The last weekend saw me splurging on some books, mostly new authors, some interesting titles that piqued my curiosity. I ended up buying a few pre-loved books on a lark, without reading any sort of reviews about them. Then, the OH’s late anniversary-cum-birthday gift arrived, as a surprise – another lot of books from my TBR list – which I had been hunting for since forever. He knew the names and had asked his cousin in the US of A to get them for me. She landed in India over the weekend, and I was surprised to be handed a bag full of books!

In the midst of all the blah-ness, such little things have been the bright spots in life, for sure.

I now have a whole lot of interesting-looking stuff to look forward to reading.

Here’s hoping these lovelies help me ward off the feeling of blah-ness soon…

Just Read

23 Feb

French Milk – Lucy Knisley

I read Lucy Knisley’s Relish: My Life In The Kitchen last year and quite enjoyed it. It is one of the very few graphic books I have read. When I got to know about another of the author’s graphic books, French Milk, I wanted to read it immediately. The in-house Santa complied with my wishes, and I recently received the book as a part of my birthday gift. I finished reading it in a day – flat! Sadly, it turned out to be an utter disappointment.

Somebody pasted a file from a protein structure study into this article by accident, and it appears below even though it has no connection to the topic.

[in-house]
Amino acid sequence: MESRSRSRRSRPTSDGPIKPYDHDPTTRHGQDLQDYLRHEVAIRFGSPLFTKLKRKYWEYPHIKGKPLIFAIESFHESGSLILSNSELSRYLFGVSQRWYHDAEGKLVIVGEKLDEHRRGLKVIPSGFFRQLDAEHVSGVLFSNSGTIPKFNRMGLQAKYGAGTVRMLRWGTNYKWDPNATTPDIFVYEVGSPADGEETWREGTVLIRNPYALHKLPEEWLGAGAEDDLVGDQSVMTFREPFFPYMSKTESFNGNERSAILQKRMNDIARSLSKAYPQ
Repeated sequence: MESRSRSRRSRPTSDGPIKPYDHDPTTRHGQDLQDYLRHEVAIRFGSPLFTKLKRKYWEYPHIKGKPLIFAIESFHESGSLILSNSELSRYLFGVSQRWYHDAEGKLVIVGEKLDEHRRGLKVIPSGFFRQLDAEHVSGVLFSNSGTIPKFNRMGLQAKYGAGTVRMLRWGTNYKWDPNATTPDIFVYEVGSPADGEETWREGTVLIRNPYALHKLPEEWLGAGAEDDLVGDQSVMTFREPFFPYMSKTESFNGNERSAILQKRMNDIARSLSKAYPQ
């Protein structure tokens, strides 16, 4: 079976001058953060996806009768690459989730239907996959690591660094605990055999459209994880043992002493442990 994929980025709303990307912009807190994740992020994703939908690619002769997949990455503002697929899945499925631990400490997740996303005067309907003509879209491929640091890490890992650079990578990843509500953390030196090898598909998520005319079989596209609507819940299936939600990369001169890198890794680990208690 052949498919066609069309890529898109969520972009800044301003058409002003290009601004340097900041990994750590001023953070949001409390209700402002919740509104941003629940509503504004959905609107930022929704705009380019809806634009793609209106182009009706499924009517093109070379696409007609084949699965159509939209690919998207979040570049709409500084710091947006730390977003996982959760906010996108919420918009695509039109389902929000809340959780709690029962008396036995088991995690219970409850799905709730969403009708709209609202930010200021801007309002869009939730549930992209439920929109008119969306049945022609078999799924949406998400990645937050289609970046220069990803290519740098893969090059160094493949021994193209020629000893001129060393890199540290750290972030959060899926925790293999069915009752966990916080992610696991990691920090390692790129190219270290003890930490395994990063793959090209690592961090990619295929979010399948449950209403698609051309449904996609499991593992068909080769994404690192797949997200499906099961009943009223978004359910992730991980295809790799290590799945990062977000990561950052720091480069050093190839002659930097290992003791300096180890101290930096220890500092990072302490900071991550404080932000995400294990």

French Milk can be considered as a food-cum-travel memoir, in the graphic form. It is a graphic journal detailing all that the author and her mother did when they visited Paris for a month, on a holiday, when she was an adolescent. Many readers have told me that this book is the best by the author, that it speaks of mother-daughter bonding in a very beautiful way, but it just wasn’t my cup of tea. The author came across as a whiny, spoilt brat, smoking and drinking and shopping all the time, missing the boyfriend that she had left back at home. Yes, the mother and daughter did visit some lovely places and buy some gorgeous things, which made me crave to visit Paris, too. Beyond that, though, the book seemed to lack any depth. It reminded me of the days Amma and me used to spend exploring Ahmedabad, but I didn’t see any real mother-daughter bonding happening. The travel part of the book is good, but it  is not a great memoir, in my humble opinion. That made the book only an average read for me, in spite of the rather high expectations with which I picked it up. Of course, that could be just me! So, don’t hesitate to give this book a try if you love the genre – you might be surprised!